Watch Out For Applicational Hypocrisy

 |  July 17, 2020

I’ll never forget my first trip to the mountains. My adolescent eyes were filled with awe. The mountains rose high above our car. Occasionally there was a waterfall that sprung from the mountainside. Wonder was not the only emotion I experienced. My über-observant eyes caught a road sign that warned of unforeseen danger. What was this panic-inducing message?  “Watch Out For Falling Rocks.” It was shocking that among such beauty, there was also a great danger. In many ways, the ministry is like a trip through the mountains. It is filled with wonders and joys imaginable. Yet, it too has hidden and unexpected dangers.

One of the greatest dangers for a pastor is the area of applicational hypocrisy. The English word hypocrite originates from a Greek theatre term. It described an actor who was a mask wearer or a pretender. Applicational hypocrisy occurs when a preacher or Bible teacher urges that his audience apply a passage of scripture to their lives without first applying it to his own life. Paul was concerned that his young protege in the ministry was mindful of avoiding hypocrisy in his ministry when he reminded him to “Pay close attention to your life and your teaching: persevere in these, for in doing so, you will save both your self and your hearers” (1 Tim 4:16). If this was a vital exhortation for Timothy, certainly pastors today ought to be mindful of those mandates as well. Pastors who want to serve well must be sure that their life and teaching match up. Failure to do so will render one guilty of applicational hypocrisy. While a sermon and ministry may look pretty and pristine to the passerby, much like the mountains, there are several dangers one must beware of that are produced by applicational hypocrisy.

Danger for the Pastor’s Family

The pastor’s family are the members of his congregation that know him the best. Therefore they are most susceptible to the danger of applicational hypocrisy. In both 1 Timothy 3 and Titus 1, it is explicit that the pastor’s home life is an essential part of his qualifications for ministry. Of all the individuals he is charged to care for, these are most likely to know him the best. They can compare the husband/dad of the pulpit to the husband/dad of the patio. Pastors can portray themselves to a congregation in a particular way, but it is difficult to hide their true selves from those closest to them. Failure to match the public persona to the private man may damage the faith of those he cares the most for or cause them to believe every Christian they know is a mask wearer.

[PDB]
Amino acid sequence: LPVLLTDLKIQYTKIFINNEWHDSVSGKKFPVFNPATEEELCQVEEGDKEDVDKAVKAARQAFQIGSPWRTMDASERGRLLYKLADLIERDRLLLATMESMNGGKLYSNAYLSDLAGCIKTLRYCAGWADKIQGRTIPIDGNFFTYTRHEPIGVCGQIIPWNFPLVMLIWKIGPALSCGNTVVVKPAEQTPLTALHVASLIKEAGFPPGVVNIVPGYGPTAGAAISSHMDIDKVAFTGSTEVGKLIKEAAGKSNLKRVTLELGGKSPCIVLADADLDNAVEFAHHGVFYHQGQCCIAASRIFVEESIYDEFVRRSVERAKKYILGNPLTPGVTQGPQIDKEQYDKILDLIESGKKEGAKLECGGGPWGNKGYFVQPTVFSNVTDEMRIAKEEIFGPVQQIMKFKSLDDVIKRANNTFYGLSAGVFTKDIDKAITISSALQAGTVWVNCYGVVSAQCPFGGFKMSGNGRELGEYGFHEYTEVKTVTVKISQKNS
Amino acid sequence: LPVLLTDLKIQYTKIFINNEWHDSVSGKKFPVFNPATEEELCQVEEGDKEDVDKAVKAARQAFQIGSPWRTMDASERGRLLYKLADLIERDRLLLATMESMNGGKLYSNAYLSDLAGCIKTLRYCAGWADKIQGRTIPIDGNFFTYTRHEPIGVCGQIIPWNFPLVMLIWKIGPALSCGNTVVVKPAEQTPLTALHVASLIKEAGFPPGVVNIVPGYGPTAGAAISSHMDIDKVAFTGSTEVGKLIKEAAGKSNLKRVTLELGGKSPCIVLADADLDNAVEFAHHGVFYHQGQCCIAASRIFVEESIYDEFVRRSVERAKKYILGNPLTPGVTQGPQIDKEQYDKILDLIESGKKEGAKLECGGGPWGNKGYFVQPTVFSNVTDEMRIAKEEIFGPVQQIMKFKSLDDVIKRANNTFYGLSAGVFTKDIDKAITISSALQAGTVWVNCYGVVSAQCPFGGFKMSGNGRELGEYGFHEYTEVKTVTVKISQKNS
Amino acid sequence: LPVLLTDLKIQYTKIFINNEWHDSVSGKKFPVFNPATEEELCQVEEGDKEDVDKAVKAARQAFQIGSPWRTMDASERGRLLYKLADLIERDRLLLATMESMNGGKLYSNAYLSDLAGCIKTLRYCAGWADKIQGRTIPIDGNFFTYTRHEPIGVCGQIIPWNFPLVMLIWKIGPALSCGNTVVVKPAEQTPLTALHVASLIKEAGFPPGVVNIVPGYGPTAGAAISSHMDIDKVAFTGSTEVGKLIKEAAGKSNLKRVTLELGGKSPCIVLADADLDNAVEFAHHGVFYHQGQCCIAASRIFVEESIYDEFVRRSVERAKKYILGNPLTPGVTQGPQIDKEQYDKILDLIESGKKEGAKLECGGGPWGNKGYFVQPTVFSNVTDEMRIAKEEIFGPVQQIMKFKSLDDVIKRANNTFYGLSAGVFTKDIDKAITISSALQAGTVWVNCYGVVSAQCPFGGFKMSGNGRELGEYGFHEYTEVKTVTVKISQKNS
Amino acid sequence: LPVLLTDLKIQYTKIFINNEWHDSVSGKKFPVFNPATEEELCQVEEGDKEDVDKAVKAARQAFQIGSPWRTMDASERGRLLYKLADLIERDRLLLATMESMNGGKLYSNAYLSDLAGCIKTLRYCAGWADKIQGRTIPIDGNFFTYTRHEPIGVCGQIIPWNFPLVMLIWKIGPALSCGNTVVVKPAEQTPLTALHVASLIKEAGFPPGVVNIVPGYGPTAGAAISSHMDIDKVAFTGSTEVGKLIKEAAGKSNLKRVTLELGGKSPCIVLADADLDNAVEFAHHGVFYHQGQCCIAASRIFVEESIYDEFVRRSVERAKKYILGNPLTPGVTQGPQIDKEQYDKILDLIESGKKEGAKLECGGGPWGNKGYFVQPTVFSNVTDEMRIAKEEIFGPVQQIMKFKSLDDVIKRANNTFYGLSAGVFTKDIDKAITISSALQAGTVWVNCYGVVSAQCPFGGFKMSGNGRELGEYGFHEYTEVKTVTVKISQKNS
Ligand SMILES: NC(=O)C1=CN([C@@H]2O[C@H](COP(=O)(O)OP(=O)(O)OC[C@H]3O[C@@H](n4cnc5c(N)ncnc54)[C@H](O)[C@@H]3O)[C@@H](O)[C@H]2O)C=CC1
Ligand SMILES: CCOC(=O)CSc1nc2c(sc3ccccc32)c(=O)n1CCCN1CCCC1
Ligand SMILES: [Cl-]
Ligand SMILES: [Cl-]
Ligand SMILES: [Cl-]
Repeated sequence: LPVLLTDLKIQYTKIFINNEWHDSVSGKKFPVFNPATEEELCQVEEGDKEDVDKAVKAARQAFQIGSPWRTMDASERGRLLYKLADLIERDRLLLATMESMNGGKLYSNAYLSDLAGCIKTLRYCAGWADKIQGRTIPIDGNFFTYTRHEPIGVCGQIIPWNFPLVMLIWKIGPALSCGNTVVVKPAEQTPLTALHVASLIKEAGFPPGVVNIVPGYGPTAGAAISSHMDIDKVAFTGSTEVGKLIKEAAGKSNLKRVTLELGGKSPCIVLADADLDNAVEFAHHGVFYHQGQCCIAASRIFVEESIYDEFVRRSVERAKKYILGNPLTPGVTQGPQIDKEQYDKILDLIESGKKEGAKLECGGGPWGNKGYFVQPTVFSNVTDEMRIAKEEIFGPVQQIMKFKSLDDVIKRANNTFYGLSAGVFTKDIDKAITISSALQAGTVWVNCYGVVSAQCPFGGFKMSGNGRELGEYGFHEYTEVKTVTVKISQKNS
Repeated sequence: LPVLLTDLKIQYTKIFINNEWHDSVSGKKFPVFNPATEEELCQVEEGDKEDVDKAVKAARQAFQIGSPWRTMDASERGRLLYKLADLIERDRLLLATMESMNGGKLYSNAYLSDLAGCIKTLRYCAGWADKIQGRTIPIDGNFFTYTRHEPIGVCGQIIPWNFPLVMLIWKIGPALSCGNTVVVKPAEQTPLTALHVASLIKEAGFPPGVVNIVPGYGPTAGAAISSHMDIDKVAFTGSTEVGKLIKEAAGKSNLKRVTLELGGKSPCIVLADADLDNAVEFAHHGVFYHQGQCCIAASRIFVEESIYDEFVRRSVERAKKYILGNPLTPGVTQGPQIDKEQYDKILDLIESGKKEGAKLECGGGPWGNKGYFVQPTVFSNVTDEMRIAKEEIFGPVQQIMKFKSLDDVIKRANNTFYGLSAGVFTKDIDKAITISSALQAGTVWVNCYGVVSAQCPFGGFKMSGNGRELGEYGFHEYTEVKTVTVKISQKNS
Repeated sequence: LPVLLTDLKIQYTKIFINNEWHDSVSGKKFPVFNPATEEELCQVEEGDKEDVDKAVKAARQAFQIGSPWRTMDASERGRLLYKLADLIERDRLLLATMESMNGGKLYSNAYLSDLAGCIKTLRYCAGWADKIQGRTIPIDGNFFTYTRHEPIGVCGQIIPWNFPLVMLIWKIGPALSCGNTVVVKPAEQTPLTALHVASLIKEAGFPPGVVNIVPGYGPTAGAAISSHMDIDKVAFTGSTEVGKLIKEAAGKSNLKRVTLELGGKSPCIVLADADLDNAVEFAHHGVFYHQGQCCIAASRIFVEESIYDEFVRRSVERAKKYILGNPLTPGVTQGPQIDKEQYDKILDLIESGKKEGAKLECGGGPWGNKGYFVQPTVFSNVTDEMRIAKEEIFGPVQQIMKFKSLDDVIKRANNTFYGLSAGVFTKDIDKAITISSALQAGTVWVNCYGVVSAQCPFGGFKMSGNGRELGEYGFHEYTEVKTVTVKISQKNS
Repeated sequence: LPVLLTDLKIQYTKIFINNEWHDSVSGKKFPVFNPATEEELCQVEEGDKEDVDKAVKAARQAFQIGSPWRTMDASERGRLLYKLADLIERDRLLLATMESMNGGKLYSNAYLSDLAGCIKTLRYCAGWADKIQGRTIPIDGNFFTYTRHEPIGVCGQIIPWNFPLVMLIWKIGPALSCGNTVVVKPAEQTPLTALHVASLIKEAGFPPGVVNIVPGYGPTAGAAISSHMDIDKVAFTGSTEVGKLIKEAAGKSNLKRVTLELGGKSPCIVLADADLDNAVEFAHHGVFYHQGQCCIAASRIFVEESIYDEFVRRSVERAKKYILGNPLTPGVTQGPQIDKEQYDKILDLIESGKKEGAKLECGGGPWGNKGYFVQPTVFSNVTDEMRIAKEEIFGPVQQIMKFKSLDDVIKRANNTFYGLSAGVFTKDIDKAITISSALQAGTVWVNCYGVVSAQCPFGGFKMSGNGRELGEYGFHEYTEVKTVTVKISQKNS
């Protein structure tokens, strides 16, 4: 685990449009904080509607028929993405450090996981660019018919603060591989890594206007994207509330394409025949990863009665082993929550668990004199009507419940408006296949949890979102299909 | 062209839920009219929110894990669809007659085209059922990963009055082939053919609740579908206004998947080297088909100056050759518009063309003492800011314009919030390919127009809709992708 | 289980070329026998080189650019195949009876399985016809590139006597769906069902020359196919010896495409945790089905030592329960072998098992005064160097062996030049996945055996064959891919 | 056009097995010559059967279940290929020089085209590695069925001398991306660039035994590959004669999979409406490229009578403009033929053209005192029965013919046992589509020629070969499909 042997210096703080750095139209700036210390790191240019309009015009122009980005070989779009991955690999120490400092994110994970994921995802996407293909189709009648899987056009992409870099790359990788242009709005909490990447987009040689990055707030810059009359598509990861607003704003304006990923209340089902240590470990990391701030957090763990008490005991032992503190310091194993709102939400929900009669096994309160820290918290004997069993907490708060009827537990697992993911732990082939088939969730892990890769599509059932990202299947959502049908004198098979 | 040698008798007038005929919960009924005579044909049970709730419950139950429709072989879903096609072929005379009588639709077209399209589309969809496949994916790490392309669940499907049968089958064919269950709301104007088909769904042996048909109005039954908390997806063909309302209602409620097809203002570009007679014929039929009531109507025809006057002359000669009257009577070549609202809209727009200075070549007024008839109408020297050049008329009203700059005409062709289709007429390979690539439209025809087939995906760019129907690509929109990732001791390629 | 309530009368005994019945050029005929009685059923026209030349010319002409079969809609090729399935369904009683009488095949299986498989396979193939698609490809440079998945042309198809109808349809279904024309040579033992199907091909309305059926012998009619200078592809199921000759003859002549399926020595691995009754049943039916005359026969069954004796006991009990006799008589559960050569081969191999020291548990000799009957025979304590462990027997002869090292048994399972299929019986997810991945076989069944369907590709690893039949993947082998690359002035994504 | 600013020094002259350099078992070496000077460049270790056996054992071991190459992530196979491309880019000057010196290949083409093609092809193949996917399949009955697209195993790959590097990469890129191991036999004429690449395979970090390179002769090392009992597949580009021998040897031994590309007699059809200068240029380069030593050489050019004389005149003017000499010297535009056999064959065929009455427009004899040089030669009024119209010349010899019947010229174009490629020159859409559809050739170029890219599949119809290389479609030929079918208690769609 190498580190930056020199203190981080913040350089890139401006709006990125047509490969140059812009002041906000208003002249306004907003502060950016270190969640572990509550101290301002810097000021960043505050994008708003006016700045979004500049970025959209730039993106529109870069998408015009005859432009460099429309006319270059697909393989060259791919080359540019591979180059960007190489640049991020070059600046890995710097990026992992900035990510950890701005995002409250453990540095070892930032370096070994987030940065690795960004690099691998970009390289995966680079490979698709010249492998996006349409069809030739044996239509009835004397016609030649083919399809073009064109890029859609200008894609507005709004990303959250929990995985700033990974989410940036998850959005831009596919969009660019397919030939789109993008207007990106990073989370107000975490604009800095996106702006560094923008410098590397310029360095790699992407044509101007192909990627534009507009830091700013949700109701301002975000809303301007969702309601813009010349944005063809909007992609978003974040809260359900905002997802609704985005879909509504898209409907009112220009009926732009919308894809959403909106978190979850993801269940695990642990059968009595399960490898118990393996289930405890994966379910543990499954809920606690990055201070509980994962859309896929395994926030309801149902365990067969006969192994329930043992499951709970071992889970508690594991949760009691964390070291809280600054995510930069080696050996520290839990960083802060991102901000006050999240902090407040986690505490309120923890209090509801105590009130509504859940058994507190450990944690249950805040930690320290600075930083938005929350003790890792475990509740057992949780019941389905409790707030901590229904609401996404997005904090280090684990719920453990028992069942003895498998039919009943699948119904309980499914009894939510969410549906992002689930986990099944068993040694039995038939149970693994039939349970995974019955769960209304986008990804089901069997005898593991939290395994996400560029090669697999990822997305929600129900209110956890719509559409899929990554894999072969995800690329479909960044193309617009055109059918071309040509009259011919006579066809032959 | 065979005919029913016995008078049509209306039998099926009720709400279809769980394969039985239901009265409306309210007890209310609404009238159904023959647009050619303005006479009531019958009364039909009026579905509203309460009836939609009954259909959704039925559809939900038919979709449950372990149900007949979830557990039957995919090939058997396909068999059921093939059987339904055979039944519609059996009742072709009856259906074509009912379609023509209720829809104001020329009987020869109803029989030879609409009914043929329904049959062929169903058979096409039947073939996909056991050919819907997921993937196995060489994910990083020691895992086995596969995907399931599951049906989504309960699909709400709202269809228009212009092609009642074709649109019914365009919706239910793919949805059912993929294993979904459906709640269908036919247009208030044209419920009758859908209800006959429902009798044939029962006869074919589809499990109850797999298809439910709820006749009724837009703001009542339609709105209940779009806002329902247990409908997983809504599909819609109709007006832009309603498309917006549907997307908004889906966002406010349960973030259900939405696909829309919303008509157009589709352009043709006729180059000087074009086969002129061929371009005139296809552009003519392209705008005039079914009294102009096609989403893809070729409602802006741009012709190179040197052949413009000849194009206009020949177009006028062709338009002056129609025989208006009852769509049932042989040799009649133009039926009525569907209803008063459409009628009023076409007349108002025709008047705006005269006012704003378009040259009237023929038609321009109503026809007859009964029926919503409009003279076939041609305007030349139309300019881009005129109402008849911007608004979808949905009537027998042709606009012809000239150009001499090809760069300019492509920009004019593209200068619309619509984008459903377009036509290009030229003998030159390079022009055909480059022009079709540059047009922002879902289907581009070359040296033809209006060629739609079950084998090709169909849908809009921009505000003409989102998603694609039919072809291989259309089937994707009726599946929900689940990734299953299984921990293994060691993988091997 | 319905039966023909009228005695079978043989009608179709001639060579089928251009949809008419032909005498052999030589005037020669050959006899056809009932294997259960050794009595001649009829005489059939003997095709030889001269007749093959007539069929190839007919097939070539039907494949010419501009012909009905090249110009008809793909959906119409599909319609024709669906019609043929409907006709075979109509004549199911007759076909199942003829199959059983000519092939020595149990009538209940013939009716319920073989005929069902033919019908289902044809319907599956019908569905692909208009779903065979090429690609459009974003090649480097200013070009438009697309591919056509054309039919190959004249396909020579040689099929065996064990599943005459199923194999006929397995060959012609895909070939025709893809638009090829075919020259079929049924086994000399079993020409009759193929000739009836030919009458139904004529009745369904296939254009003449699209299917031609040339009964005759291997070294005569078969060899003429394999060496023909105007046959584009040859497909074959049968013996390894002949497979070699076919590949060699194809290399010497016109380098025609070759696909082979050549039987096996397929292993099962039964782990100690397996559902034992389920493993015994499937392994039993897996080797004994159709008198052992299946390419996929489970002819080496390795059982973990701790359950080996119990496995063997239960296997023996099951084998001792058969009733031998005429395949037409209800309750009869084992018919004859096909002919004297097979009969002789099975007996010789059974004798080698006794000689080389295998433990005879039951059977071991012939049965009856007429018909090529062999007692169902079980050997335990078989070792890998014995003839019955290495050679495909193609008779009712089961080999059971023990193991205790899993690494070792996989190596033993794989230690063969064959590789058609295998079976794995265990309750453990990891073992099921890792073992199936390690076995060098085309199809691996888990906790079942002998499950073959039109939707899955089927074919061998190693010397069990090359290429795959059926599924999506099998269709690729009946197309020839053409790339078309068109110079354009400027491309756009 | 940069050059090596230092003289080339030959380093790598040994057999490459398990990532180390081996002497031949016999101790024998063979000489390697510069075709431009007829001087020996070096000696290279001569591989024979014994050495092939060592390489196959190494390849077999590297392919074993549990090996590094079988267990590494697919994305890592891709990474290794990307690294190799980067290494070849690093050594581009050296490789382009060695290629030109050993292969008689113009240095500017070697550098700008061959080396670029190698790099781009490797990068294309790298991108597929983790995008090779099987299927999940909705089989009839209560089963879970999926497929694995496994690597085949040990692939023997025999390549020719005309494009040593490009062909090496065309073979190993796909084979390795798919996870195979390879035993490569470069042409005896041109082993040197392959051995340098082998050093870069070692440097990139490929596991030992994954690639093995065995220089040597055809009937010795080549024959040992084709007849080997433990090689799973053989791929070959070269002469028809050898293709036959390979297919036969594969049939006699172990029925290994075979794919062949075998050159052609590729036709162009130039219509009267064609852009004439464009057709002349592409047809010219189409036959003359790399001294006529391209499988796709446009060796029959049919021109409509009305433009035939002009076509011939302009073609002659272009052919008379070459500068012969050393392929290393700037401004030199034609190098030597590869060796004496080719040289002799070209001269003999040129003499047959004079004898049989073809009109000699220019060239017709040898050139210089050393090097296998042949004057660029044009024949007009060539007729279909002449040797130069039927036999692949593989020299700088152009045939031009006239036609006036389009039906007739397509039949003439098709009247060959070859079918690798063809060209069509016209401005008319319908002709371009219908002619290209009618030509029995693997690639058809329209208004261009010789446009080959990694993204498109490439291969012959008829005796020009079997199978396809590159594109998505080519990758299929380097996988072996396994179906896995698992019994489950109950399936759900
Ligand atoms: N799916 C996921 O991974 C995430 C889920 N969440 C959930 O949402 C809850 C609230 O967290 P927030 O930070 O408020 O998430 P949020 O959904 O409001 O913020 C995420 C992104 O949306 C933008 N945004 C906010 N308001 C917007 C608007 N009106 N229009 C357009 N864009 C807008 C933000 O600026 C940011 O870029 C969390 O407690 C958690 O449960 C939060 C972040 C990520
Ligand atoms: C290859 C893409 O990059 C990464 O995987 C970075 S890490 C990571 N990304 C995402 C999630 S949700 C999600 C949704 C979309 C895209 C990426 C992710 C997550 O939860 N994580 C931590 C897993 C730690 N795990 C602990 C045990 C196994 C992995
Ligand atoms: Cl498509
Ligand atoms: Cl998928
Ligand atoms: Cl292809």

Danger for the Pastor’s Flock

Stories are legion of pastors who did not practice what they preached and invariably fell. While casualties of his family are the most tangible, the fallout in the church is no less dangerous. In my thirteen years of pastoral ministry, I’ve heard countless church members express difficulty trusting any minister because of ministerial malpractice or applicational hypocrisy. These men didn’t practice what they preached from their pulpits. Their failures were not immediately apparent, but when the hypocrisy was exposed, it caused immeasurable collateral damage.

Danger for the Fallen World

The pastor who persists in applicational hypocrisy is destined for a fall. When this happens, it is not only the family and the flock that are endangered but also the fallen world. Christians are called to live as salt and light to the world. The very nature of our calling means that our lives are on display for the lost to see. Pastors are held to a higher standard. As mentioned above, those aspiring to the overseer’s office are to be above reproach in 1 Timothy 3:1, but just a few verses later, it says that he must have “a good reputation with unbelievers so that he will not fall into disgrace” (1 Tim 3:7). When a pastor falls, the world looks and says one of two things:  either “there is no hope for me” or just like I thought. A pastor who is a hypocrite in how he handles the text is more likely an instrument to turn men and women away from Christ than he is to be a luminary pointing the way to the true Light of the World.

Brothers, don’t be guilty of applicational hypocrisy, but rather be found, “holding fast to the faithful message as taught, so that [you] will be able to both encourage with sound teaching and refute those contradict it” (Titus 1:9).

Clint Ellis is the Pastor of Fellowship Baptist Church in Tallahassee, Florida.

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